She received, in short order, four texts and an email.
Gas bill ready for viewing online; Lizzie’s new website address; confirmation of agreed reduction in the sale price of her house; Vanessa was staying with friends until the start of rehearsals.
And an email from Lynne saying she’d been called by Sandra Milford – I mean Cornish - who wants to meet. Can’t face it solo – are you free next week?
It was a shame about the house – but the alternative was arson and a claim on the insurance. Which would mean prison. She had bought it ten years ago at the height of the boom – and had spent as much again on the basement and a loft conversion. It was an elegant Victorian town house in the city centre, adjacent to an award-winning park and had doubled its value in the first five years.
Then she had lost her seat; the economy had nose-dived and she was at risk of negative equity. She had no wish to remain in Fengrove and her work as a proof reader was entirely portable. But now, like Sisyphus – she lingered in infernal motion as the former MP - a Ghost of Christmas Past without the salary.
Vanessa’s text was welcome.
They would have to discuss Paul – but thankfully, not yet. And surely not even Vanessa could go from a ten year estrangement to a three month vigil – and then a burial - without taking stock. Of something. Although she had no idea what it was.
She had not met Paul since their divorce, by which time the overriding emotion was relief that she would not have to begin the Millennium yoked to him.
She had changed her name and nursed disproportionate feelings of resentment towards those who persisted in calling her by her original style – namely Government Whips and the Diary columnist of The Crier who delighted in goading her.
When he re-christened her with a four-barrelled surname – each a progressively obscene variant of the original – she had finally conceded defeat.
Meriel had converted from mistress to wife – but she herself had remained single, more from accident than design. And for Gillian, Donald, Nicola and the kiddies – the waters had closed over their head. Until the phone call on Sunday afternoon, nearly four months ago.
Muted; tentative. She had telephoned the switchboard at Westminster but they had refused to release contact details for ex Members. Then she had no joy with a couple of Vanessa’s old numbers. Finally, she had called the Party office in Fengrove and had struck lucky with the Membership Officer. Paul was in hospital. She thought Vanessa and Richard should know. He had been admitted a week ago, after being removed from the house by police, in response to a 999 call. They had made a forced entrance by smashing the French windows and had found him on the floor; phone in hand, beneath a ten volume set of The Collected Works of Thomas de Quincy.
He had collapsed at the door of the study and had crawled the length of the room, clawing himself to desk height by grabbing the bookcase shelves. With a Herculean effort, he had wrenched the phone from its cradle and had dialled Emergency Services before crashing to the ground and waiting for rescue.
Meriel had returned later that evening from her French Conversation class to a carpet of glass; a houseful of smoke and the corpse of a boeuf bourguignon with Lyonnaise potatoes. She assumed that they had been burgled, that Paul had absconded to the pub leaving the cooker at full tilt, and that the assailants, who had been watching the house, had seized their opportunity. It seemed strange that they had demolished an entire French window without troubling the neighbours – but it was a singularly unsociable cul de sac. Then she had looked at her phone – on silent mode during French Conversation, and had picked up the messages. Paul was undergoing tests on Men’s Surgical and would be detained for observation.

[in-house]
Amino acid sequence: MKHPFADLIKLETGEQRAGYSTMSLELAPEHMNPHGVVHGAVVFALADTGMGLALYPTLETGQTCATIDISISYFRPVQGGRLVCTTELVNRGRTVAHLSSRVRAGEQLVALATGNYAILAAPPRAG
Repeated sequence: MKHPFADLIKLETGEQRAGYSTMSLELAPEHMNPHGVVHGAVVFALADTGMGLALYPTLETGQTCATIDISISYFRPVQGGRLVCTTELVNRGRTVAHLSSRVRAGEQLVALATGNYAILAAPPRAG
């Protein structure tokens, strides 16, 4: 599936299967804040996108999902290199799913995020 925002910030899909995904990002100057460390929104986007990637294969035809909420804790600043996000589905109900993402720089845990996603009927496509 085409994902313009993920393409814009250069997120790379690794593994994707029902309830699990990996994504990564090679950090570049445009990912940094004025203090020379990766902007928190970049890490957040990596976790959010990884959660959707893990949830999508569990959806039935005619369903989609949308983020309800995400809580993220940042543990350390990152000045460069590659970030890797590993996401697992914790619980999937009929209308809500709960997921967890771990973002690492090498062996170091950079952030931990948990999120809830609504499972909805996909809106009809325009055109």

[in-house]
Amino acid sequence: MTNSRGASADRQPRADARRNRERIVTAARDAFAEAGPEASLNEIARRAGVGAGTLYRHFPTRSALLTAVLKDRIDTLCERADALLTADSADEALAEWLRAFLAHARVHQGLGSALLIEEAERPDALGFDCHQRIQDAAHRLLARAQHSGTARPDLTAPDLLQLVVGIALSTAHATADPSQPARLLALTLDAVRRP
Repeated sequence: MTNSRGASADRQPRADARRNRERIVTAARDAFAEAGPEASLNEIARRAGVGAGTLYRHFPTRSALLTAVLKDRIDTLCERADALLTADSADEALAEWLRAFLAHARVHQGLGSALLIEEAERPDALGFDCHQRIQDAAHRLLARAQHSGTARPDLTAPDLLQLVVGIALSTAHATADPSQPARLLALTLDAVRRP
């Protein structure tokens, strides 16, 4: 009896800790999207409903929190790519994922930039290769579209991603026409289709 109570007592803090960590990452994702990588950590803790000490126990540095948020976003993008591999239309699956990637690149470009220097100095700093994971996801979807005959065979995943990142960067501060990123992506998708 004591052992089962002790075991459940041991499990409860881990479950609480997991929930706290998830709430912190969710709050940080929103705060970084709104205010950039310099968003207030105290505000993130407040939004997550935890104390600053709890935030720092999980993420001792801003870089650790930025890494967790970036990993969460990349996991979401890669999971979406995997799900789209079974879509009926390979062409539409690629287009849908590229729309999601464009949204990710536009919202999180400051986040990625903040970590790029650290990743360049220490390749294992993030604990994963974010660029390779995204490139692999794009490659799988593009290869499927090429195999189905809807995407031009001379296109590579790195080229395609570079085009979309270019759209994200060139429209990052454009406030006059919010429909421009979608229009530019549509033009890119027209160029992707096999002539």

Nicola would not be visiting, but Ursula had driven from Dorlich and Donald and Gillian were already ensconced. He was stable.
And then Nicola was gone and calls must be made.
Alone in her house, she drank a vodka and tonic – and then another and a third, re-visiting unbridled mixed feelings. Not because of Paul – she had nothing left for him. Because of Nicola.
They were both ex wives; rejected by Paul. But Nicola had managed it better. Cast adrift in Brittany, she had returned to Dorlich where she had removed her footprint from the spacious accommodation that accompanied Paul’s job. She delivered the baby, secured an excellent maintenance deal and purchased an attractive flat at the unfashionable end of Wellington Parade with the lump sum from her divorce settlement.
A valued sister-in-law to Donald and Gillian, she was Dear Aunty to David and Susan and an adored daughter-in –law to Eric. Tears were shed in private – if at all.
Her own position – after twice as long with the same man - was decidedly different.
She was favoured by neither his friends nor his family and had finally severed links when Ursula had married without letting her know. Paul had divested himself of his wives in remarkably similar style.
Nicola had been cashiered in France and she had received the coup de grace after her election to Parliament, on the day of the Queen’s Speech. But whilst Nicola’s restraint had won plaudits, her own outbursts had evoked ridicule, contempt – and reams of derisive newsprint. The stink from this especial fish and chip paper had been pervasive and total, consigning her to the career equivalent of Siberia. And now here was Nicola – having the last laugh.
Except that she wasn’t. She had been as pleasant and reasonable as ever. In a world without Paul – and to a lesser extent, Ursula - the two would no doubt have been friends.
And that, she thought, was the worst thing of all.